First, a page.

Disney took to the CinemaCon stage to show off previews and footage from all seven of its production studios on Wednesday, and while the presentation showed the crowd-pleasing variety that made Disney a juggernaut, it didn’t have the sense of big-screen domination of years past.
Think back to 2019, when Disney showed off its full theatrical slate with the addition of the then newly acquired 20th Century Fox. The display of all of the hit theatrical franchises now under the studio’s ownership drew audible gasps and murmurs from the crowd as it foreshadowed what would become the biggest box office year ever by a single studio with $13.1 billion worldwide.
But this year, Disney didn’t make much of a flex beyond co-chairman Alan Bergman briefly showing off the $2.3 billion total earned by “Avatar: The Way of Water” this past winter. The rest of the presentation was a rapid-fire rundown of trailers and sneak peeks from theatrical distribution head Tony Chambers, with “Little Mermaid” remake star Melissa McCarthy being the only guest celebrity appearance.
While Disney usually reserves its big cavalcade of celebrities for its in-house spectacular D23, past CinemaCons at least had appearances from top execs like Marvel Studios chief Kevin Feige and Lucasfilm head Kathleen Kennedy, neither of whom were present.
Noticeably missing was the Jonathan Majors-starring Searchlight film “Magazine Dreams,” dated for a Dec. 8 release — apparent fallout from Majors’ arrest last month on charges of domestic assault and harassment. Majors has steadfastly maintained his innocence.
What was in Disney’s showcase was a demonstration of the studio’s plans to diversify its theatrical offerings. While the likes of Marvel and Pixar are still around to offer family films and IP-fueled blockbusters, 20th Century Studios and Searchlight got a much larger presence than they’ve had in past CinemaCons since the Disney acquisition.
While 20th Century’s portion of the show was largely dedicated to “Avatar” in past years, this year Disney showed off a screening of the summer horror film “The Boogeyman” as well as the first look at Kenneth Branagh’s next Poirot film “A Haunting in Venice” and the original sci-fi film “The Creator” from “Rogue One” director Gareth Edwards. Chambers also showed Searchlight’s true-story sports comedy “Next Goal Wins” from Taika Waititi, further showing that the former Fox labels will do more than just release “Avatar” in theaters and straight-to-Hulu titles.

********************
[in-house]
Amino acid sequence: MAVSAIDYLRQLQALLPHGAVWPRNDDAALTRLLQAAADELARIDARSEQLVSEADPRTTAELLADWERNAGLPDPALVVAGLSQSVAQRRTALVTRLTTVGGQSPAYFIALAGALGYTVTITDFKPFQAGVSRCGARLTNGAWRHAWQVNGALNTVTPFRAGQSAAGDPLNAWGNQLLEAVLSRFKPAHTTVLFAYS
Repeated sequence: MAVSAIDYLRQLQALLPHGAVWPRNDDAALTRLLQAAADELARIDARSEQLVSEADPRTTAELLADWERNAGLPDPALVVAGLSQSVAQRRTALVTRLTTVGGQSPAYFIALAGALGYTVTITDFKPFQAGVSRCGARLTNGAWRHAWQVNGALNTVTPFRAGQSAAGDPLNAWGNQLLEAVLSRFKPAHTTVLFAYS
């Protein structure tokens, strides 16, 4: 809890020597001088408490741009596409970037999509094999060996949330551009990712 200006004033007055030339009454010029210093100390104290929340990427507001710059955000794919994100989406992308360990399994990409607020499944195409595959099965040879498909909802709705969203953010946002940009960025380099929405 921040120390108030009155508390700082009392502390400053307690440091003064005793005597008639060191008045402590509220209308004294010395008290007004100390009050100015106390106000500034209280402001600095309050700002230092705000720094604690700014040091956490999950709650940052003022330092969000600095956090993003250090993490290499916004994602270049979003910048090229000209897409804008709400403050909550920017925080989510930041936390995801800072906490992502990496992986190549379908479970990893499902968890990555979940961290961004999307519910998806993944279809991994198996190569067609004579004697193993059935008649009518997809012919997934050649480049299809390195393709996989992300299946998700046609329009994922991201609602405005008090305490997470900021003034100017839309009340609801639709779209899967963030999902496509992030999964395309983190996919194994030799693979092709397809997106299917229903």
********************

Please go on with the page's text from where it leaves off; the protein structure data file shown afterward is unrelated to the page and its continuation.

As for the IP side, Marvel took more of a backseat as Chambers presented an extended version of an already-released clip from “Guardians of the Galaxy Vol. 3” and the trailer for “The Marvels” released earlier this month. In its place on the live-action side was a look at one of the gripping car chases in “Indiana Jones and the Dial of Destiny” and Melissa McCarthy’s take on “Poor Unfortunate Souls” from “The Little Mermaid.”
But arguably the centerpiece of the showcase was animation, with attendees seeing the first 20 minutes of Pixar’s “Elemental” and a look at the title song sequence from Disney Animation’s 100th anniversary film “Wish,” which mixes the CGI style seen in films like “Frozen” and “Moana” with painterly environments never seen before in a Disney film.
So far this year, the box office is getting closer and closer to returning to pre-pandemic levels of revenue, but it’s likely not going to get there if Disney can’t get back to the winning streak it enjoyed in 2018 and 2019. Disney may not have gone the extra mile to impress CinemaCon attendees, but if these movies deliver the goods for the box office, no one in Vegas will be complaining.